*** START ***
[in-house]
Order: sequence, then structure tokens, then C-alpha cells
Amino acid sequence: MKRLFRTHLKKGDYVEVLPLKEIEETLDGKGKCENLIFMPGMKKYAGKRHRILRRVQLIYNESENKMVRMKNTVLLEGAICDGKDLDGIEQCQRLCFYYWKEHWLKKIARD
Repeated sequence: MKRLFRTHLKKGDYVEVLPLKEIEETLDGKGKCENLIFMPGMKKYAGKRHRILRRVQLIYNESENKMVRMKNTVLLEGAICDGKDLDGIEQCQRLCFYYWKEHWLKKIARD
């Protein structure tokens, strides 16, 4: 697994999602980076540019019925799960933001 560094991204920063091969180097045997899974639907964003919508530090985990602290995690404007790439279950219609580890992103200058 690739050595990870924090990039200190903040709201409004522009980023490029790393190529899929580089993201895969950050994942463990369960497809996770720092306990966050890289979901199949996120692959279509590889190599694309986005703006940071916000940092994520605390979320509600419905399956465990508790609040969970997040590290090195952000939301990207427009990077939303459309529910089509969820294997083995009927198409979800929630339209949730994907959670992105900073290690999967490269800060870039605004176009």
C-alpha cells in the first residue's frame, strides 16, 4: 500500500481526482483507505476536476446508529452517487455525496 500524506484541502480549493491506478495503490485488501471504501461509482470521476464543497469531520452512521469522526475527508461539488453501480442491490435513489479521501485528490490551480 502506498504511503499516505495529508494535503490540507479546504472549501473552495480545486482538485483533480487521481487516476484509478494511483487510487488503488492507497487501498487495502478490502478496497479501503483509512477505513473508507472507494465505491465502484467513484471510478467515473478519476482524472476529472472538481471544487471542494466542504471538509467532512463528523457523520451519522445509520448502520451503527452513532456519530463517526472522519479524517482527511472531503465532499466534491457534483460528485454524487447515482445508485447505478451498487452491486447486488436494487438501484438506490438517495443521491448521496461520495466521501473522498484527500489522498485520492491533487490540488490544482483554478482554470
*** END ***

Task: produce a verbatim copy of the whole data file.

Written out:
[in-house]
Order: sequence, then structure tokens, then C-alpha cells
Amino acid sequence: MKRLFRTHLKKGDYVEVLPLKEIEETLDGKGKCENLIFMPGMKKYAGKRHRILRRVQLIYNESENKMVRMKNTVLLEGAICDGKDLDGIEQCQRLCFYYWKEHWLKKIARD
Repeated sequence: MKRLFRTHLKKGDYVEVLPLKEIEETLDGKGKCENLIFMPGMKKYAGKRHRILRRVQLIYNESENKMVRMKNTVLLEGAICDGKDLDGIEQCQRLCFYYWKEHWLKKIARD
């Protein structure tokens, strides 16, 4: 697994999602980076540019019925799960933001 560094991204920063091969180097045997899974639907964003919508530090985990602290995690404007790439279950219609580890992103200058 690739050595990870924090990039200190903040709201409004522009980023490029790393190529899929580089993201895969950050994942463990369960497809996770720092306990966050890289979901199949996120692959279509590889190599694309986005703006940071916000940092994520605390979320509600419905399956465990508790609040969970997040590290090195952000939301990207427009990077939303459309529910089509969820294997083995009927198409979800929630339209949730994907959670992105900073290690999967490269800060870039605004176009």
C-alpha cells in the first residue's frame, strides 16, 4: 500500500481526482483507505476536476446508529452517487455525496 500524506484541502480549493491506478495503490485488501471504501461509482470521476464543497469531520452512521469522526475527508461539488453501480442491490435513489479521501485528490490551480 502506498504511503499516505495529508494535503490540507479546504472549501473552495480545486482538485483533480487521481487516476484509478494511483487510487488503488492507497487501498487495502478490502478496497479501503483509512477505513473508507472507494465505491465502484467513484471510478467515473478519476482524472476529472472538481471544487471542494466542504471538509467532512463528523457523520451519522445509520448502520451503527452513532456519530463517526472522519479524517482527511472531503465532499466534491457534483460528485454524487447515482445508485447505478451498487452491486447486488436494487438501484438506490438517495443521491448521496461520495466521501473522498484527500489522498485520492491533487490540488490544482483554478482554470